A generation of youngsters are "paying the price" for the Government's austerity measures, the Children's Commissioner for England has warned.
Maggie Atkinson said the poorest families were being hit by welfare cuts, but children were also affected by library closures and reductions in spending on leisure facilities.
In an interview with Total Politics magazine the commissioner said local government cuts had also hit after-school and holiday clubs for children.
Dr Atkinson said Work and Pensions Secretary Iain Duncan Smith's welfare shake-up, part of the Government's efforts to cut the deficit and change the social security system to encourage people who can work to take a job, had "not served families well".
She said: "The poorest families, and therefore their children, are paying the price now. We did in-depth analysis on the welfare bill. Families, parents with children, especially where there was already economic pressure on the households, would be ill-served by the welfare reforms.
"I recognise, and our assessment recognises, that for some families Universal Credit would do good, would help them to make their money go further, but even with those effects we were adamant, and I remain adamant, that the welfare reforms have not served families well."
The commissioner said the impact of the Government's austerity measures on children were not confined to the welfare reforms.
She said: "Future generations coming down the line may well have a better time of it, but there are children now who are paying the price in England, not only for the reduction in welfare spending, but in libraries, in leisure facilities, in early intervention, in after-school clubs or holiday clubs.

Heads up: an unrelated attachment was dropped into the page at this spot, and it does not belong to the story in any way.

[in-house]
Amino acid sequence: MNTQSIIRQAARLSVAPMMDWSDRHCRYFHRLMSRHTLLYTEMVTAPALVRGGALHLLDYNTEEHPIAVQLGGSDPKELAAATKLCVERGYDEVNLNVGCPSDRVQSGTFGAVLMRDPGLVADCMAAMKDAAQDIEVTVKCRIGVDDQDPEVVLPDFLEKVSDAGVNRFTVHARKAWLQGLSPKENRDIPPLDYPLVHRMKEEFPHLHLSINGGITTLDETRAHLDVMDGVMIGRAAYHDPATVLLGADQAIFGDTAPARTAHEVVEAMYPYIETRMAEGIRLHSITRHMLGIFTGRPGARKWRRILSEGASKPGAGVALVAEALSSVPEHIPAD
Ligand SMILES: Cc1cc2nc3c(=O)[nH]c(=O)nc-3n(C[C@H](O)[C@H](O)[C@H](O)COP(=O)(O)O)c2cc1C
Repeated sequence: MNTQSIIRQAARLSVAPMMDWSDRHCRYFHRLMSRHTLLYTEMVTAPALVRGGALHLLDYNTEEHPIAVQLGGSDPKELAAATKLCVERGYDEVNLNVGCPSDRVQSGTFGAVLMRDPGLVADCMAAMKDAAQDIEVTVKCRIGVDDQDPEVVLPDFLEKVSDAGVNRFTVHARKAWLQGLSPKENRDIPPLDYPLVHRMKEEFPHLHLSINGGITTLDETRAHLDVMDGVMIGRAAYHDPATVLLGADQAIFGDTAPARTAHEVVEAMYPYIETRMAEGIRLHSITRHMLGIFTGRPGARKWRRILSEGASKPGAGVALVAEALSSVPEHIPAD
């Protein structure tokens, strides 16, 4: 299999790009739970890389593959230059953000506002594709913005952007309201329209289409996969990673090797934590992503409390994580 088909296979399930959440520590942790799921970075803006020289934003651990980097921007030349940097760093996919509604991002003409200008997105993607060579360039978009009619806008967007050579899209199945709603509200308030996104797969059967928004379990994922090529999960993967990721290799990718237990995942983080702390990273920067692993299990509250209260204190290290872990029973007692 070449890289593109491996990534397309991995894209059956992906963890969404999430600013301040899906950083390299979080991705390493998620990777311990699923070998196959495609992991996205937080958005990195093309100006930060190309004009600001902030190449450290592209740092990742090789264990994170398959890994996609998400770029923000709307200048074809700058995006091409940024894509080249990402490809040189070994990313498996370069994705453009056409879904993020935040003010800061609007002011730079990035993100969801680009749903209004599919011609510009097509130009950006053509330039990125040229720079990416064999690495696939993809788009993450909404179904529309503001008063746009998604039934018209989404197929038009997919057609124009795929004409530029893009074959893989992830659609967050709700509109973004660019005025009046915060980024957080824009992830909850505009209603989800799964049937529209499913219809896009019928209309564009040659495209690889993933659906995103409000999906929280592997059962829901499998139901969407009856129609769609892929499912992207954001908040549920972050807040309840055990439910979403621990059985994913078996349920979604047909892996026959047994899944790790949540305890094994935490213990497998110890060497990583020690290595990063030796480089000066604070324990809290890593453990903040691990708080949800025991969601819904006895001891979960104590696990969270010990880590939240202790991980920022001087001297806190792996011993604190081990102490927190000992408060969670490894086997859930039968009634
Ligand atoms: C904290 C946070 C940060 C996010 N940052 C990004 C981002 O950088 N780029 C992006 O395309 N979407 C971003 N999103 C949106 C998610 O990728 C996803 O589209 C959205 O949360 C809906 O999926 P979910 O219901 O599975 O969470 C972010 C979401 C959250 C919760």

"All of those things have been under such severe pressure in local government that many of them have stopped doing them. And that isn't just an urban issue."
Dr Atkinson also rejected London mayor Boris Johnson's call for children at risk of radicalisation from their parents to be taken into care to stop them being turned into ''potential killers or suicide bombers''.
The commissioner said: " Children who are in danger or at risk are in danger or at risk from a vast range of potential influences. The cases that have come to prominence, like Daniel Pelka, Victoria Climbie or Keanu Williams - the huge danger in their lives was about neglect, starvation, lack of care. I don't think you can possibly say every child who is in an ABC sort of household should be taken away.
"Professionals who do that sort of work do it on the basis of getting to know the family, getting to know the child, spending time working it out. They make decisions on the basis of a vast amount of evidence and it's never about one thing in that child's life.
"I don't think radicalisation, whether it's political or religious, any of the world's faiths or whatever, would be a sole reason for a professional to do something like that.
"It's subtler and more complicated than simply 'remove them and that will sort it', and it always is. That's why it's such a last-ditch decision - it's the biggest thing the state can do, to take a child away from its family. It's massive and not lightly should it be done."
A Department for Work and Pensions spokeswoman said: "Our reforms will improve the lives of some of the poorest families in our communities by promoting work and helping people to lift themselves out of poverty.
"Universal Credit will make three million households better off and lift up to 300,000 children out of poverty.
"There are a lot of misleading stories about our reforms, but the truth is that we spend £94 billion a year on working age benefits and the welfare system supports millions of people who are on low incomes or unemployed so they can meet their basic needs."